Student Justice for Palestine also demands that the protestors, student activists, and Palestinians on campus be protected from doxxing, threats, and physical violence. Zionist organizations like Canary Mission, Chabad, and Trojans for Israel on campus post images, names, addresses, social media handles, and even the addresses of family members of student organizers. Doxxing is a form of harassment and a threat of violence for students. Universities in the past several months have allowed trucks displaying the names and addresses of student activists to drive around campus. Some of the students who were victims of doxxing had not even organized for an anti-zionist cause- they were simply of Palestinian background and were subject to threatening behavior on this grounds.  Additionally, professors and faculty of different universities who stood for Palestine or against the genocide have been doxxed as well. Some lost their jobs and others felt pressured to resign from their positions. Professors who joined the protests have been arrested, some of them violently, despite being cooperative with police. SJP National makes this demand after months of harassment, violence, and now the brutal response to these peaceful protests. 

The status quo- determined for years by the Israeli lobby and the United States government- is to mark any criticism of the state of Israel as Anti-semitic and unacceptable. Many liken any criticism of the Zionist ideology to the days of Nazi Germany. Even Evangelical Christians- who actually do pander in Anti-Semitic language- consider any criticism of a “Jewish State” to be morally wrong. So deep is the relationship between Israel and the current culture, that even in the face of the obvious lies that the country’s leaders tell to hide their crimes, it is impossible and even morally reprehensible to criticize it. The walls are falling, however, now that a large number of Jewish people are coming forward and telling their stories about the conflation of Judaism and Zionism, and how they too feel deceived by the dream that the Zionists have been selling. Jewish people are standing up against the occupation of Palestine, against the apartheid regime which subjects two races of people to an entirely different legal system, and against the genocide against the people of Gaza. This is why when counter protestors aim to call the protests Anti-semetic- they fail to drive the point home. At Columbia’s encampment, Jewish students were peacefully commemorating the Passover Holiday, breaking bread while surrounded by their allies and friends.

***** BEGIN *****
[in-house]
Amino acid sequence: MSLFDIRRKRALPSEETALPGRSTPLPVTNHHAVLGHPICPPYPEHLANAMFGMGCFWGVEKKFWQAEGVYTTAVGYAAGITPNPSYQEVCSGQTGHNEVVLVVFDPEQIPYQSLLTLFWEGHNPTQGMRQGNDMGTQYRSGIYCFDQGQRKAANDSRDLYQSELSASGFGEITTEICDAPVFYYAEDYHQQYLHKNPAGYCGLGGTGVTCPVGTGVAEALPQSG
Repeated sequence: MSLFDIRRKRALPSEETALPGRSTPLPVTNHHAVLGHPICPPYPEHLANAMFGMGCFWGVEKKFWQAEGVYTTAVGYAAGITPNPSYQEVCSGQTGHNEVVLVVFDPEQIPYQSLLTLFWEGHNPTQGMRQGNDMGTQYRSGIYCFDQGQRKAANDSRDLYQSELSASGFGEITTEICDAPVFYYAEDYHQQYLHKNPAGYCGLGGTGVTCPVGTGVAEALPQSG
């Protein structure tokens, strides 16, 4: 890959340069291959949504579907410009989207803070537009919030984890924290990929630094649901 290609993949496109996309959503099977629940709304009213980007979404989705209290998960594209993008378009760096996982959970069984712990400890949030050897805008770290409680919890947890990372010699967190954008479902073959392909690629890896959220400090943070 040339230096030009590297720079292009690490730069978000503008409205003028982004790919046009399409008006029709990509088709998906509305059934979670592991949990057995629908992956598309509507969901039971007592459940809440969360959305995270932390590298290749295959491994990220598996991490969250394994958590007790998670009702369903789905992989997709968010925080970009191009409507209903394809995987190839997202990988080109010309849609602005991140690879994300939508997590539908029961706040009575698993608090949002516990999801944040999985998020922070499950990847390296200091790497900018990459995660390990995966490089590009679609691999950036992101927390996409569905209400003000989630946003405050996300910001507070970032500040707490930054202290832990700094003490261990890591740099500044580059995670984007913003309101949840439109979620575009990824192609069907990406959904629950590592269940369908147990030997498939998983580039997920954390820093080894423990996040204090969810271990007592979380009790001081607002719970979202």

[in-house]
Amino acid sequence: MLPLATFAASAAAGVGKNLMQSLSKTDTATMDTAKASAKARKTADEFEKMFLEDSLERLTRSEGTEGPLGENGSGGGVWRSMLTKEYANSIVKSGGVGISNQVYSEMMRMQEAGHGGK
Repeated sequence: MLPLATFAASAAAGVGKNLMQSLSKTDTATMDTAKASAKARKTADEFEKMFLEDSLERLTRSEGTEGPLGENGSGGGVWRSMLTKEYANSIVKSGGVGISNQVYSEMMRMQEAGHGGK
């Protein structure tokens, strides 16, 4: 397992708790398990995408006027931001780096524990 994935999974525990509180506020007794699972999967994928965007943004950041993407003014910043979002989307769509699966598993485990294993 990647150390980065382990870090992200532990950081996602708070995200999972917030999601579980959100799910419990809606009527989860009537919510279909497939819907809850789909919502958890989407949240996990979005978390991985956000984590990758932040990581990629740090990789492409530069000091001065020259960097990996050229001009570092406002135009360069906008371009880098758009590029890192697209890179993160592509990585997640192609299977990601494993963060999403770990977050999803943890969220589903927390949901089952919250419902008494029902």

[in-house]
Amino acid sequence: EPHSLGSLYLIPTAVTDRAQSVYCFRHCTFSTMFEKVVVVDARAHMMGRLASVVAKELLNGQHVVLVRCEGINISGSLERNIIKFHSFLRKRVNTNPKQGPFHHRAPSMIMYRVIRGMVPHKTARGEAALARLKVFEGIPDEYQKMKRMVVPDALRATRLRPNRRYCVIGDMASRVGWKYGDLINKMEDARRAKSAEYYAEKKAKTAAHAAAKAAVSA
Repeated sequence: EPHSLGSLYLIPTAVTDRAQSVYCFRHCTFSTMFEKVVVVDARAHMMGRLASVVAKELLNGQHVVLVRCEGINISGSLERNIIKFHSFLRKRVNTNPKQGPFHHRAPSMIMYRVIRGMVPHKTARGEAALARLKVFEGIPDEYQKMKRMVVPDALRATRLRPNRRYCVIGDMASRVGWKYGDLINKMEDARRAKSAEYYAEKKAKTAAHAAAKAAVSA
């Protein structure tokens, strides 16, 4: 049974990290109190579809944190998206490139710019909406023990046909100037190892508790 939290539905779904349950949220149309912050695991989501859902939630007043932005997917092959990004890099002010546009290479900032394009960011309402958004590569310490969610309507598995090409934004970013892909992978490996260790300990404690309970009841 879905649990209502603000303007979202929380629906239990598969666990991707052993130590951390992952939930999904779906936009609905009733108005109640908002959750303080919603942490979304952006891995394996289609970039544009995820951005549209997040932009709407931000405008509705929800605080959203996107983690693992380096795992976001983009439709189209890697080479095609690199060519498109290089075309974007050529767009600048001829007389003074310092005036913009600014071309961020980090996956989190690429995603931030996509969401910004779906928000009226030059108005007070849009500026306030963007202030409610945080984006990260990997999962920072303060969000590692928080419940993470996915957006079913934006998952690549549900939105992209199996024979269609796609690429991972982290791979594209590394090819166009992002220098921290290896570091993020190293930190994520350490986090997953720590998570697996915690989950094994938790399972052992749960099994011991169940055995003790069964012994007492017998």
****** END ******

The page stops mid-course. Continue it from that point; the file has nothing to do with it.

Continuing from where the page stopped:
As we write these words, encampments have been established on many more college campuses. Students, faculty, and bystanders are arrested using violent techniques all recorded on camera and broadcasted to the world- including a viral video of an elderly female professor being thrown to the ground by two male cops. Police are firing rubber bullets into crowds of nonviolent protestors. These protests are a sign that the tide is turning in the era of Israeli propaganda when hundreds of thousands of people, including Jews, Muslims, and people of diverse ethnic backgrounds are finally able to call out the genocide of Gaza for what it is. Though there is still talk of releasing the hostages taken in the Hamas attacks on October 7th, people across the world acknowledge that the genocide is not an acceptable response, and finally learning of the 75 year history of Israeli occupation that has been manipulated to fit more neatly into our history books. College students in campuses across America are spurring the revolution, and though students are mourning the Genocide happening in their name, with their tax dollars, and in the investments their universities are making with their tuition- they are hopeful that this time, someone will listen. The 2024 election cycle will be incredibly interesting, as there is nothing more pressing on the minds of the American people than the crisis in Palestine. Despite this, it seems that President Biden is relenting to the talking points of the Israeli government, which is insististing on turning these campus protests into displays of anti-semitism instead of the criticism of an ethno-state that has every reason to be examined. Israel is not above international law, and most definitely not above moral questioning- and this genocide and the political response across the world has made it clear that Israel’s actions must be reavaluated.